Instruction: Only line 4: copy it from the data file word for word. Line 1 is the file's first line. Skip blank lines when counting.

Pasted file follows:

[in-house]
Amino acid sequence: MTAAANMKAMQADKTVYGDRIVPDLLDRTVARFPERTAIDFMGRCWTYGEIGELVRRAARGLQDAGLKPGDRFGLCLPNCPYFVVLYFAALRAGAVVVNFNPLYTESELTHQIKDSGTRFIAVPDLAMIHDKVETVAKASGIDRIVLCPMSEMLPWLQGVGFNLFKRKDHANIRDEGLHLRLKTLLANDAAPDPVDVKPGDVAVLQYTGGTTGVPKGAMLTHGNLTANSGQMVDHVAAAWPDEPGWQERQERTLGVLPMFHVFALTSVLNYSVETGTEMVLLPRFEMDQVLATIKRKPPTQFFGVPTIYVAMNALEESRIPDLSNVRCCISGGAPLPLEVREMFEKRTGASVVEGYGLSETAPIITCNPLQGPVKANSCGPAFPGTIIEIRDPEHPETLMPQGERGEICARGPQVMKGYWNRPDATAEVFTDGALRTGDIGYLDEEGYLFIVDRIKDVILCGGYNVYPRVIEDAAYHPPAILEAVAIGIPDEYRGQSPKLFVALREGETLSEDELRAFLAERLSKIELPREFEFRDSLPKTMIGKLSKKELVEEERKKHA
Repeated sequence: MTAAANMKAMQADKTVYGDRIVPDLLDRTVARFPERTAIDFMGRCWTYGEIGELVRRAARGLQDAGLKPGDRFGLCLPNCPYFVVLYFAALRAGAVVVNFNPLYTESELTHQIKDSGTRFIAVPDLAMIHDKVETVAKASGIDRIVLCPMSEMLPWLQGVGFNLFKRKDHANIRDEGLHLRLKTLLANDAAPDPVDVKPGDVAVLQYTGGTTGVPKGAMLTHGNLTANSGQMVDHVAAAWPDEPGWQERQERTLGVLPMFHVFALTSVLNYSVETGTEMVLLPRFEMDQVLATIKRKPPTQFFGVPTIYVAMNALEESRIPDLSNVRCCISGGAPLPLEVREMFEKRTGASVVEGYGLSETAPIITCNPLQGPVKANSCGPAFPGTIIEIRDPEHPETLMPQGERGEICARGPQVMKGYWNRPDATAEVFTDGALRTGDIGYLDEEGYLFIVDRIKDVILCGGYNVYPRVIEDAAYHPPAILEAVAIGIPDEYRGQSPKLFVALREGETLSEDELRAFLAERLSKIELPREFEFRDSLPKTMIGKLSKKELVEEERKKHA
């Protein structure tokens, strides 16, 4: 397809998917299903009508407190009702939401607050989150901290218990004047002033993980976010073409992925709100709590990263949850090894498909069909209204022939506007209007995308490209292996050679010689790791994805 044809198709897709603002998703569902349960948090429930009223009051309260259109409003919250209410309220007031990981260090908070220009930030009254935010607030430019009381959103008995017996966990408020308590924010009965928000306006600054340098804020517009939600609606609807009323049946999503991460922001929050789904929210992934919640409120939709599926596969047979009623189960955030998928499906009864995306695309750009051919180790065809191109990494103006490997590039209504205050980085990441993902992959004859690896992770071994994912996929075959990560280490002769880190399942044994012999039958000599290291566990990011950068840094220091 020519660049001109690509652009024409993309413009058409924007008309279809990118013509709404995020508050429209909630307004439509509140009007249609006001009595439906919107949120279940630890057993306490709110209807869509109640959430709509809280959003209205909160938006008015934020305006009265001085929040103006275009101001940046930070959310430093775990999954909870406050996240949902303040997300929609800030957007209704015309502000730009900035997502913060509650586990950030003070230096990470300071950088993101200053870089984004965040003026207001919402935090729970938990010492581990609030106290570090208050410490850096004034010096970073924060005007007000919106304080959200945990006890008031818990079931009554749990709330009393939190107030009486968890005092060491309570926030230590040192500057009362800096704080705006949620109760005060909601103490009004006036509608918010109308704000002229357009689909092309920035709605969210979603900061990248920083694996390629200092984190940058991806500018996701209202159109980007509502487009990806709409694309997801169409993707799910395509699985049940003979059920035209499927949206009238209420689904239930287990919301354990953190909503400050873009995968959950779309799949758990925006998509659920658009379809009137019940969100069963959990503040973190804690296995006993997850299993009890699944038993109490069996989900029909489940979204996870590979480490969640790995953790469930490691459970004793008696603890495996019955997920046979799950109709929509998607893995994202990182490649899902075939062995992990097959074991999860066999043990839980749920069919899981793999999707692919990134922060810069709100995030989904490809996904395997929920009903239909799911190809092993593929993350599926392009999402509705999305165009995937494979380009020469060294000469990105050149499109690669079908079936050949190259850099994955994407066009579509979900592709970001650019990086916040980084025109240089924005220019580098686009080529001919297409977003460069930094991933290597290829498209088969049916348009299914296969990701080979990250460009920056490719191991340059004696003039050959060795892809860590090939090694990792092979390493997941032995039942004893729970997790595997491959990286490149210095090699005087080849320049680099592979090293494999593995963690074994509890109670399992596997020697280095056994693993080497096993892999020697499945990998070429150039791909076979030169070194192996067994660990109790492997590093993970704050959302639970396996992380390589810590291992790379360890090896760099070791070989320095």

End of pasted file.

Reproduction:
């Protein structure tokens, strides 16, 4: 397809998917299903009508407190009702939401607050989150901290218990004047002033993980976010073409992925709100709590990263949850090894498909069909209204022939506007209007995308490209292996050679010689790791994805 044809198709897709603002998703569902349960948090429930009223009051309260259109409003919250209410309220007031990981260090908070220009930030009254935010607030430019009381959103008995017996966990408020308590924010009965928000306006600054340098804020517009939600609606609807009323049946999503991460922001929050789904929210992934919640409120939709599926596969047979009623189960955030998928499906009864995306695309750009051919180790065809191109990494103006490997590039209504205050980085990441993902992959004859690896992770071994994912996929075959990560280490002769880190399942044994012999039958000599290291566990990011950068840094220091 020519660049001109690509652009024409993309413009058409924007008309279809990118013509709404995020508050429209909630307004439509509140009007249609006001009595439906919107949120279940630890057993306490709110209807869509109640959430709509809280959003209205909160938006008015934020305006009265001085929040103006275009101001940046930070959310430093775990999954909870406050996240949902303040997300929609800030957007209704015309502000730009900035997502913060509650586990950030003070230096990470300071950088993101200053870089984004965040003026207001919402935090729970938990010492581990609030106290570090208050410490850096004034010096970073924060005007007000919106304080959200945990006890008031818990079931009554749990709330009393939190107030009486968890005092060491309570926030230590040192500057009362800096704080705006949620109760005060909601103490009004006036509608918010109308704000002229357009689909092309920035709605969210979603900061990248920083694996390629200092984190940058991806500018996701209202159109980007509502487009990806709409694309997801169409993707799910395509699985049940003979059920035209499927949206009238209420689904239930287990919301354990953190909503400050873009995968959950779309799949758990925006998509659920658009379809009137019940969100069963959990503040973190804690296995006993997850299993009890699944038993109490069996989900029909489940979204996870590979480490969640790995953790469930490691459970004793008696603890495996019955997920046979799950109709929509998607893995994202990182490649899902075939062995992990097959074991999860066999043990839980749920069919899981793999999707692919990134922060810069709100995030989904490809996904395997929920009903239909799911190809092993593929993350599926392009999402509705999305165009995937494979380009020469060294000469990105050149499109690669079908079936050949190259850099994955994407066009579509979900592709970001650019990086916040980084025109240089924005220019580098686009080529001919297409977003460069930094991933290597290829498209088969049916348009299914296969990701080979990250460009920056490719191991340059004696003039050959060795892809860590090939090694990792092979390493997941032995039942004893729970997790595997491959990286490149210095090699005087080849320049680099592979090293494999593995963690074994509890109670399992596997020697280095056994693993080497096993892999020697499945990998070429150039791909076979030169070194192996067994660990109790492997590093993970704050959302639970396996992380390589810590291992790379360890090896760099070791070989320095």